With the petition hearings on High Speed Rail (London – West Midlands) Bill completed in the House of Commons - after 160 days of sittings over nearly two years - the Select Committee (the Committee) has now issued its Second Special Report of Session 2015-16 (22 February 2016).

In anticipation of the further phases of HS2, the Committee also makes recommendations for improvements to the procedure for dealing with hybrid bills based on the lessons learned over the past two years. These recommendations are further considered in this briefing.

Positives of the hybrid bill process

The Committee identifies the following as particular positives of the current hybrid bill process:

  • The legislature has more than one opportunity to consider the principle of the project, and can amend the bill's provisions.
  • Parliamentary scrutiny in a public bill committee of each House.
  • Select committees consideration of detailed complaints against a bill; a process within which committees may exert political pressure for change, even outside their strict remit.
  • Politicians with an understanding of the needs of, constraints on and realistic options open to the Administration, take the decisions.
  • Potentially greater procedural flexibility by putting overall direction of the project in the hands of primary legislators.
  • Decisions in Parliament are less susceptible to legal challenge.

General issues with the current hybrid bill process

 The following criticisms of the hybrid bill process are acknowledged by the Committee:

  • Many of the current petitioning procedures and hearing arrangements are outdated and no longer fit for purpose.
  • The Administration may have too much influence on the process and its timing.
  • The process is time intensive and has an impact on members other duties which, may affect recruitment to the committees in future.

Three specific problems are also highlighted in the report:

  • The time at which the select committee is constituted does not allow for an opportunity to determine the early procedures that will apply to the matters it will be dealing with.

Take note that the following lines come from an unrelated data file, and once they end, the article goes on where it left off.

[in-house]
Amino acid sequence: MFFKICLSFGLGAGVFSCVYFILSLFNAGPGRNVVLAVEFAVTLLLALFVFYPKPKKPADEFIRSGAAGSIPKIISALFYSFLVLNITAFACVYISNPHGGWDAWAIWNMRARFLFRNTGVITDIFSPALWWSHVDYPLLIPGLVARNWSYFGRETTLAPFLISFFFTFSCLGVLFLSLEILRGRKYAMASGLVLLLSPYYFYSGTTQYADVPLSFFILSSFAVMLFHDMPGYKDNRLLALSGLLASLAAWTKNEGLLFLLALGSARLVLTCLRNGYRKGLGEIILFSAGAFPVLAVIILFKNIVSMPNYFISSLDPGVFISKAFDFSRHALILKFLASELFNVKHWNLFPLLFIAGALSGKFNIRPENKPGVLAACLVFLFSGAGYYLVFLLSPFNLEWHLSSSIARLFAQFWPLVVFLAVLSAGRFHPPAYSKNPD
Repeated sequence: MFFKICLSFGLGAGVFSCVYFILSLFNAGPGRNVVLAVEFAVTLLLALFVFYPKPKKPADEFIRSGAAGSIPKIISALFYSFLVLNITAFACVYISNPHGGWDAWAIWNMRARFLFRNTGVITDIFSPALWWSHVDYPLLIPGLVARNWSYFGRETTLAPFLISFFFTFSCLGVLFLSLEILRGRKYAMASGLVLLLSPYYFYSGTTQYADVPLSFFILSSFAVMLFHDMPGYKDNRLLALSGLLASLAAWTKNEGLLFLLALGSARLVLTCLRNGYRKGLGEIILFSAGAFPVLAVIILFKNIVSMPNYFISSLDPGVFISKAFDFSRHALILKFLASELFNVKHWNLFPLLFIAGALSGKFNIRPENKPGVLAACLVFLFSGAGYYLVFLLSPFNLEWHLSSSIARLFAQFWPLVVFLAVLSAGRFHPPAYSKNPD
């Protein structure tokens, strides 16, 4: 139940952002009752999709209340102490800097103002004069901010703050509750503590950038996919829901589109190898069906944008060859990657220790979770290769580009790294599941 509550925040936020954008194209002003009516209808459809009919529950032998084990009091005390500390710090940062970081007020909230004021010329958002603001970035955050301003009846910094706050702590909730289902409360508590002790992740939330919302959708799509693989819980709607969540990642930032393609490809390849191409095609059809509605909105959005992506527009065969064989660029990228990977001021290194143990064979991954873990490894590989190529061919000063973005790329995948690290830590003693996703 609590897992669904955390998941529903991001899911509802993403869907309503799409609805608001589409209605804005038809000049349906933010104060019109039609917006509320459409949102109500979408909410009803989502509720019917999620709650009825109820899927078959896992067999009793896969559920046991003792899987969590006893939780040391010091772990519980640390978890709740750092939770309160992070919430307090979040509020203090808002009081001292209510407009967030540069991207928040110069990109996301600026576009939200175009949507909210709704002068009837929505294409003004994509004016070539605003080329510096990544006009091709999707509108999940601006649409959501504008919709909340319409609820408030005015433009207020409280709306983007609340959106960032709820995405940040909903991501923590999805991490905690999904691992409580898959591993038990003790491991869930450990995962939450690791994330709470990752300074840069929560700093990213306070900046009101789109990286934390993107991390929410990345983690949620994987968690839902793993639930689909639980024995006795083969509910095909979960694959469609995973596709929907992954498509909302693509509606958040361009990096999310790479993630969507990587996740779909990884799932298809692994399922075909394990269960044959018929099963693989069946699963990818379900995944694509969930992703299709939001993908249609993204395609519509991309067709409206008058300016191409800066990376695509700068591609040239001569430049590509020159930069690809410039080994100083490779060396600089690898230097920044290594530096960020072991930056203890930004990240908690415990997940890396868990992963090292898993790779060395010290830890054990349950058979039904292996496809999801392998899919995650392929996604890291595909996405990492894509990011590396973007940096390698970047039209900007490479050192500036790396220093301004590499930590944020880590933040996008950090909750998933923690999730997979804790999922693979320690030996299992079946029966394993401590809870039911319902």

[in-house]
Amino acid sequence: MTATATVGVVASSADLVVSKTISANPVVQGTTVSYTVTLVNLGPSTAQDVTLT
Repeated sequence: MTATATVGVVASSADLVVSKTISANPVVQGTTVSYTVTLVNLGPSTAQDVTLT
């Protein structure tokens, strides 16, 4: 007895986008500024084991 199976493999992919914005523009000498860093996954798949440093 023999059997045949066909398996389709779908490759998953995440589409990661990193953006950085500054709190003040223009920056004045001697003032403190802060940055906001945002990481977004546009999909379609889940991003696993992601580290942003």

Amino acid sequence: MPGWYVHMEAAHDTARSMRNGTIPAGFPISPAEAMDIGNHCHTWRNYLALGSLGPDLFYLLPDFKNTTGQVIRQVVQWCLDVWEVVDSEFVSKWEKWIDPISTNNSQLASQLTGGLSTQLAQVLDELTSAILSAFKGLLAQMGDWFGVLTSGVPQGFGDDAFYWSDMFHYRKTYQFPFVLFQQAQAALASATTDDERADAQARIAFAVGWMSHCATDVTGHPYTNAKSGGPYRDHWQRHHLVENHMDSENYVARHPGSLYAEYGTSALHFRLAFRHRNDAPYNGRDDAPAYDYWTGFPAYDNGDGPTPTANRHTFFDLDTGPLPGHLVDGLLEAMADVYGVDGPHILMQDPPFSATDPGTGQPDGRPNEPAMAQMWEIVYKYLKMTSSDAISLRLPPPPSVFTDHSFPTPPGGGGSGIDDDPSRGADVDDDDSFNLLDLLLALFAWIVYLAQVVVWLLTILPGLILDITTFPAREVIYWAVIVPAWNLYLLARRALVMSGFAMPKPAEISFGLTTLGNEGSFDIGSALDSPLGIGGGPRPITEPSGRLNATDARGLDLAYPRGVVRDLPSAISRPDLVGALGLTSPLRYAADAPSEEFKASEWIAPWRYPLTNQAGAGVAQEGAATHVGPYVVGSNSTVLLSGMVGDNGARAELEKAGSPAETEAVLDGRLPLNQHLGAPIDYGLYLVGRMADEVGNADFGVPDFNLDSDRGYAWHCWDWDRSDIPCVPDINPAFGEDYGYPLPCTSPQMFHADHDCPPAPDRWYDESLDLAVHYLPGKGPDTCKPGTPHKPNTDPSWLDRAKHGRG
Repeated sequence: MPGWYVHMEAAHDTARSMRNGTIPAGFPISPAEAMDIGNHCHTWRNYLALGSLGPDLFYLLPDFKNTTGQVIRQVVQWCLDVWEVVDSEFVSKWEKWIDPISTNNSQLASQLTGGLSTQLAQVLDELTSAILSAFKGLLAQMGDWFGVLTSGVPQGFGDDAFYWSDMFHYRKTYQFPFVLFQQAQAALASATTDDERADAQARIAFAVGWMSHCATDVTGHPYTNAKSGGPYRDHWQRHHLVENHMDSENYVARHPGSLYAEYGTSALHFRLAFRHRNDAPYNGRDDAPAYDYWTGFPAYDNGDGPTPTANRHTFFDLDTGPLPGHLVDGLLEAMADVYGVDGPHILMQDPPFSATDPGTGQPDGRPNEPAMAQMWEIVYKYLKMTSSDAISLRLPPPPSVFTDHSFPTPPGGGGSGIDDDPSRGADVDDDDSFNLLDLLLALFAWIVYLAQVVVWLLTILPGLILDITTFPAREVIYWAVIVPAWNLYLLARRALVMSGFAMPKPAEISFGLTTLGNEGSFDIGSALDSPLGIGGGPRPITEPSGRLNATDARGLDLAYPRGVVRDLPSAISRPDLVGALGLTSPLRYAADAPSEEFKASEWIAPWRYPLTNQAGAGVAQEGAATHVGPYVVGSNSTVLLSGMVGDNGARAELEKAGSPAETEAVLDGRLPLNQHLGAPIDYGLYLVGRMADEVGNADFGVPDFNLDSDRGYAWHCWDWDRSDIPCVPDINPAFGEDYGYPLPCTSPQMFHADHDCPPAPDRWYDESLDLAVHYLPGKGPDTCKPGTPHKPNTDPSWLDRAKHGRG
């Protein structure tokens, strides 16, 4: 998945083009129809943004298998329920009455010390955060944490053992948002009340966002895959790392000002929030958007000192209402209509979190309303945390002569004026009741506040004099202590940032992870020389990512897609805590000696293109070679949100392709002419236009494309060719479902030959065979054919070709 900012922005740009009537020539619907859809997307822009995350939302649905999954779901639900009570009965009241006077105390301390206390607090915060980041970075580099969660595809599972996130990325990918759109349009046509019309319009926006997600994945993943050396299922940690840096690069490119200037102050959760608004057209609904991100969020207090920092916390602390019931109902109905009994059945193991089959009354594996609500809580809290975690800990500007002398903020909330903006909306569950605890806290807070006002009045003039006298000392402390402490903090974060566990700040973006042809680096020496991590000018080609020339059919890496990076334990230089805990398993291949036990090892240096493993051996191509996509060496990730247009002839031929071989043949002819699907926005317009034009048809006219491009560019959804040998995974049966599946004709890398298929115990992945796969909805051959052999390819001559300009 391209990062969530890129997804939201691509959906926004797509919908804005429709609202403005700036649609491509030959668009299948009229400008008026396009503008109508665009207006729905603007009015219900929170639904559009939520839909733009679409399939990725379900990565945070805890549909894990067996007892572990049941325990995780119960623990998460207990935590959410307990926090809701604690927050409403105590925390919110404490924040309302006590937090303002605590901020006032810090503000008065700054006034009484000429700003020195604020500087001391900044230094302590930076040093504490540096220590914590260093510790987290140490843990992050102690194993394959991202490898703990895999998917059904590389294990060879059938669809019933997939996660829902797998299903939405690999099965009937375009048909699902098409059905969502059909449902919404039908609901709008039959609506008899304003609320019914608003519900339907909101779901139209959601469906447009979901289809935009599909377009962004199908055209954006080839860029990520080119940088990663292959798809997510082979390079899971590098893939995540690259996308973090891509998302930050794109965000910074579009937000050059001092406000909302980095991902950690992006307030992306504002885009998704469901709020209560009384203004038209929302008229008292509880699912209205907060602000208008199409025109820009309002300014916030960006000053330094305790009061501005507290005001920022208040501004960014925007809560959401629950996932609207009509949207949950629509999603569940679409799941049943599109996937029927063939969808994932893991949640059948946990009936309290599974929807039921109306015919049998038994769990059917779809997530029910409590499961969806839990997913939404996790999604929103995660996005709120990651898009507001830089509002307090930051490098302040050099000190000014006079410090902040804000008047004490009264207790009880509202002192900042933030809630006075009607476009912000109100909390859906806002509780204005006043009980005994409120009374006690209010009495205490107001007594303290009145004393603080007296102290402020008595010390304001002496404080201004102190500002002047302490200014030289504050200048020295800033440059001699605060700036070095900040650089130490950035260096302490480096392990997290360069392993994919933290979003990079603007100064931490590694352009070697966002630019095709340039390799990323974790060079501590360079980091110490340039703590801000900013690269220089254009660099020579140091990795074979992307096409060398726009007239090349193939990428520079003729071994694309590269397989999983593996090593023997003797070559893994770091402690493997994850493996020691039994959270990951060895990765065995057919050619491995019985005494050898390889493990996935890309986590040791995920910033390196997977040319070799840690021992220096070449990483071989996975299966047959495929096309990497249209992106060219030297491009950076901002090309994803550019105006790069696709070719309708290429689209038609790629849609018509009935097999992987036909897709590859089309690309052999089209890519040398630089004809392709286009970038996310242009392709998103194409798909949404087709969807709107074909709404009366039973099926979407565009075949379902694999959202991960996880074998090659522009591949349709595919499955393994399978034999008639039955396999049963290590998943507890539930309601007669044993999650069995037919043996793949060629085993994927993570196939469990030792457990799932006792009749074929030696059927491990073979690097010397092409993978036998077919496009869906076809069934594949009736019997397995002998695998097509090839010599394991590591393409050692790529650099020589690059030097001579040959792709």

• Insufficient guidance on who should petition (standing), and what may be the subject matter of a petition.
  • Too much repetition of the same issue before the Committee (incidentally the Committee report makes that point 4 times!)

Specific recommendations for change

With the prospect of several more hybrid bills in the near future the Committee report records that there are ways to address the identified problems through some quite easily achievable procedural changes. These are summarised below.

  • Petition deposit process: a new electronic system is suggested which is not dependent on personal attendance at Westminster but which retains safeguards. It could allow some limited scope for petition amendment; potentially, once, a sensible number of weeks before the relevant hearing.
  • Petition deposit fee: Committee favours retention of this fee to discourage speculative or spurious petitions.
  • Language: the 'Victorian language' should be brought up to date in line with changes agreed by the House for public petitions.
  • Rights of audience: a stricter approach to standing is recommended with strong guidelines on acceptable standing. The House authorities should recommend standing guidelines, consider the standing challenges and recommend decisions for the Committee, which could then review those decisions and hear any standing challenges orally if it wished.
  • Challenges by the Promoter: the Committee emphasized the importance to efficient process of the standing challenge process taking place in writing as far as possible.
  • Hearings and programming: a number of reforms are suggested to assist reduce the amount of time spent in committee and ensure that it is spent as effectively as possible. The proposals include the following for Committees:
    • clear scope of its powers;
    • clarification of the application of private business standing orders and Court of Referees’ rules;
    • more practical rules for appointing representative agents and scope for a petitioner to appoint more than one agent to accommodate business availability, vacation arrangements and sickness;
    • an express power to direct the order of addressing the Committee; between petitioner and promoter, so that where appropriate the promoter could open and explain any points that have become non-issues;
    • an express power to restrict the volume of evidential submissions and the numbers of witnesses;
    • a facility to allow petitioners to make points in writing, if they so wish.
  • Decision making: in appropriate circumstances an express power to allow the Committee to issue preliminary decisions, express power to issue preliminary decisions.

Conclusions

The Committee Report makes no recommendation on how any of the proposed changes to make the process simpler and less time-consuming, might be implemented. But it is clear in urging the House, and Ministers, to consider changes in time before the next hybrid bill is introduced.  

The aim of any changes should be to ensure that the processes are proportionate that allow lead organisations, residents associations and other seriously affected individuals and bodies are able to set out their points fully, while those who wish merely to reinforce points already made may do so only within an allocated time, or after agreeing to group together.